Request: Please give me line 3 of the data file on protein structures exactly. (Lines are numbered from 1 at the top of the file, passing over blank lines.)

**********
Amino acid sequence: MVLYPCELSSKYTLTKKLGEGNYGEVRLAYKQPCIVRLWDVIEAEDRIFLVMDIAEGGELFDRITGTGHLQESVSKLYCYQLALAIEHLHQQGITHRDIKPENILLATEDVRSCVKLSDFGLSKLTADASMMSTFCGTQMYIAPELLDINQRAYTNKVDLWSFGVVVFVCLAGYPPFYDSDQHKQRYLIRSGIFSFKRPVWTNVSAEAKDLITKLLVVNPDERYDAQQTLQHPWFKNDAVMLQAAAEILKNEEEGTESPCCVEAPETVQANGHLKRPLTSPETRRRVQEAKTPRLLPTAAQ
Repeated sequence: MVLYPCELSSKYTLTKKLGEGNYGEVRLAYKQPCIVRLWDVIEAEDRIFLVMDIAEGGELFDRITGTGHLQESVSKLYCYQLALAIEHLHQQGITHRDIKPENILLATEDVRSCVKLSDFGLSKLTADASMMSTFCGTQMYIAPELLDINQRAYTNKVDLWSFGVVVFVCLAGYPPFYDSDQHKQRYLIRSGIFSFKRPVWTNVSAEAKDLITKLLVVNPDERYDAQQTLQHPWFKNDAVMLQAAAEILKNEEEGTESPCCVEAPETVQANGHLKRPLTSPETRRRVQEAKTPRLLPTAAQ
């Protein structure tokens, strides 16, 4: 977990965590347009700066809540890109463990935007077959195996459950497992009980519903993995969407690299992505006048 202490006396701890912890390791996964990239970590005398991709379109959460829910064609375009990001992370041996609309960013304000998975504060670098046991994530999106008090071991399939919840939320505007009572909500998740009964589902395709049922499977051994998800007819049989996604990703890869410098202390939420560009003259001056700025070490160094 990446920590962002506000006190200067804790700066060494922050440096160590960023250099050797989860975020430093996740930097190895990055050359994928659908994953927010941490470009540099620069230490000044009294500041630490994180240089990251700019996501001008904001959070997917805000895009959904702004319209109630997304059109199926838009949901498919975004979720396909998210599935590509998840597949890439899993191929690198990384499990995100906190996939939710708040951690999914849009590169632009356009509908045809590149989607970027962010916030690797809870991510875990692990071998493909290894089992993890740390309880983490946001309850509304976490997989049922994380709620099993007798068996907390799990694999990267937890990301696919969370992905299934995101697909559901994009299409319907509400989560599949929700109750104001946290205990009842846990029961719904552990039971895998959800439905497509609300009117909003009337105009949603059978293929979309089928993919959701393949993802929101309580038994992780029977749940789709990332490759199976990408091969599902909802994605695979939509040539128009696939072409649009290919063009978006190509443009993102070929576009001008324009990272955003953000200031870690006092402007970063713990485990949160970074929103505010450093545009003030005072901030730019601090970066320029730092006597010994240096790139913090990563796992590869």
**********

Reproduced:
């Protein structure tokens, strides 16, 4: 977990965590347009700066809540890109463990935007077959195996459950497992009980519903993995969407690299992505006048 202490006396701890912890390791996964990239970590005398991709379109959460829910064609375009990001992370041996609309960013304000998975504060670098046991994530999106008090071991399939919840939320505007009572909500998740009964589902395709049922499977051994998800007819049989996604990703890869410098202390939420560009003259001056700025070490160094 990446920590962002506000006190200067804790700066060494922050440096160590960023250099050797989860975020430093996740930097190895990055050359994928659908994953927010941490470009540099620069230490000044009294500041630490994180240089990251700019996501001008904001959070997917805000895009959904702004319209109630997304059109199926838009949901498919975004979720396909998210599935590509998840597949890439899993191929690198990384499990995100906190996939939710708040951690999914849009590169632009356009509908045809590149989607970027962010916030690797809870991510875990692990071998493909290894089992993890740390309880983490946001309850509304976490997989049922994380709620099993007798068996907390799990694999990267937890990301696919969370992905299934995101697909559901994009299409319907509400989560599949929700109750104001946290205990009842846990029961719904552990039971895998959800439905497509609300009117909003009337105009949603059978293929979309089928993919959701393949993802929101309580038994992780029977749940789709990332490759199976990408091969599902909802994605695979939509040539128009696939072409649009290919063009978006190509443009993102070929576009001008324009990272955003953000200031870690006092402007970063713990485990949160970074929103505010450093545009003030005072901030730019601090970066320029730092006597010994240096790139913090990563796992590869």